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OLS Field Name OLS Field Data
Main Title Fate and biological effects of cadmium introduced into channel microcosms /
Author Giesy, Jr., John P. ; Kania, Henry J. ; Bowling, John W. ; Knight, Robert L. ; Mashburn., Susan
Other Authors
Author Title of a Work
Giesy, John P.
CORP Author Environmental Research Laboratory (Athens, Ga.)
Publisher Environmental Protection Agency, Office of Research and Development, Environmental Research Laboratory ; For sale by the National Technical Information Service,
Year Published 1979
Report Number EPA/600/3-79/039
Stock Number PB-295 684
Subjects Cadmium.
Additional Subjects Cadmium ; Metals ; Toxicology ; Concentration(Composition) ; Exposure ; Water pollution ; Growth inhibitors ; Fishes ; Invertebrates ; Sediments ; Water chemistry ; Leaves(Botany) ; Decomposition ; Toxicity ; Seasonal variations ; Particulates ; Biological effects ; Water pollution effects(Animals) ; Bioaccumulation ; Monitoring ; Heavy metals ; Toxic substances
Holdings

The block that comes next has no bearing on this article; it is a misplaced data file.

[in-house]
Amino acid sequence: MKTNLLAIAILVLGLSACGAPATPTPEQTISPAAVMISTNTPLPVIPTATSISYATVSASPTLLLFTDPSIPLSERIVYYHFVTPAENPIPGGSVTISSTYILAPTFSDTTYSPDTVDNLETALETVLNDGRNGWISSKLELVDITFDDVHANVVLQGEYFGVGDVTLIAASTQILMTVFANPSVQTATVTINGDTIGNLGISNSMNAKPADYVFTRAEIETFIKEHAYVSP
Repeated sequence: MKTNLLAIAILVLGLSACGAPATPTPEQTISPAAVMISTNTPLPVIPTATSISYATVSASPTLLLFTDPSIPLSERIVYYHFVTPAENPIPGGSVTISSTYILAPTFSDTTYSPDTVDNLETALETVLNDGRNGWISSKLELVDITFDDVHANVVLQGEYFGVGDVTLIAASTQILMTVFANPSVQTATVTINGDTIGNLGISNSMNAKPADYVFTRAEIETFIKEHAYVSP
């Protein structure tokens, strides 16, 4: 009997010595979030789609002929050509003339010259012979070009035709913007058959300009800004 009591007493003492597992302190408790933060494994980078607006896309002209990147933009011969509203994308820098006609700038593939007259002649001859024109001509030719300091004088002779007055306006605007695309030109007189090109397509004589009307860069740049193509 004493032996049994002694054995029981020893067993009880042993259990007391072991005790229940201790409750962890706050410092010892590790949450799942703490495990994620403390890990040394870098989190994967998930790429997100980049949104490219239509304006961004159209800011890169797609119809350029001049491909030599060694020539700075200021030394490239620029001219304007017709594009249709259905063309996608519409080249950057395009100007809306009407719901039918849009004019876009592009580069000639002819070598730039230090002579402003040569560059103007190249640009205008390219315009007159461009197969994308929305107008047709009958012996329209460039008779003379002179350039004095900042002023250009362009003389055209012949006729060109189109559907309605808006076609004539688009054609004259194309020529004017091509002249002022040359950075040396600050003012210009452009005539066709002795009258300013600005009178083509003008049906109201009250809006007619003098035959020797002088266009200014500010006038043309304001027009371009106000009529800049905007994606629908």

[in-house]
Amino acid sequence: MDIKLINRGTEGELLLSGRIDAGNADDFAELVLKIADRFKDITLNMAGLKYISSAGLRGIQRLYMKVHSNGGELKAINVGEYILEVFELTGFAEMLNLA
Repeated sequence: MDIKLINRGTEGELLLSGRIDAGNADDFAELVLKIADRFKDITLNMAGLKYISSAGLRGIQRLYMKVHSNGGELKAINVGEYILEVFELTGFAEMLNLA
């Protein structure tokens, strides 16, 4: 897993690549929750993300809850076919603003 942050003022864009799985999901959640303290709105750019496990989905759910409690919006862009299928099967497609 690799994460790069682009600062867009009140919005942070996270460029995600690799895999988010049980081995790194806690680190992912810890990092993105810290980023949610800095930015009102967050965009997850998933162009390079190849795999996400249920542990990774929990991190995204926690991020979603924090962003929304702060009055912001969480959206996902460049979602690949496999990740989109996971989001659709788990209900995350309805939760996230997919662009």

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Status
NTIS  PB-295 684 Most EPA libraries have a fiche copy filed under the call number shown. Check with individual libraries about paper copy. NTIS 01/01/1988
Collation xv, 157 pages : illustrations ; 28 cm.
Abstract
Cadmium was continuously input to aquatic microcosm channels resulting in concentrations of 5 and 10 micrograms Cd/l. Cadmium accumulation into both biotic and abiotic components was determined. Biological effects of cadmium were determined by monitoring structural and functional properties of the entire system as well as structural changes in populations and compared to control systems, which received no cadmium. Cadmium inputs and outputs equilibrated within approximately 20 days of initial cadmium inputs. However, approximately 20% of the cadmium leaving the channels was associated with particulates. Community components accumulated cadmium proportional to cadmium exposure levels. Cadmium was rapidly eliminated from all biotic components, with concentrations returning to levels similar to those in control channels within a few weeks in the aufwuchs community to a few months in macrophytes. Organic headpool sediments showed no significant decrease in cadmium content six months after cessation of cadmium inputs, indicating that the abiotic half time for contaminated environments is very long. Half times for elimination from channel sediments were 72 and 38 days for 5 and 10 micrograms/l inputs, respectively, after Cd inputs were terminated.
Notes
Interagency agreement IAG-D6-0369-1 between U.S. Environmental Protection Agency and U.S. Department of Energy. April 1979. Includes bibliographical references (pages 128-144). Microfiche.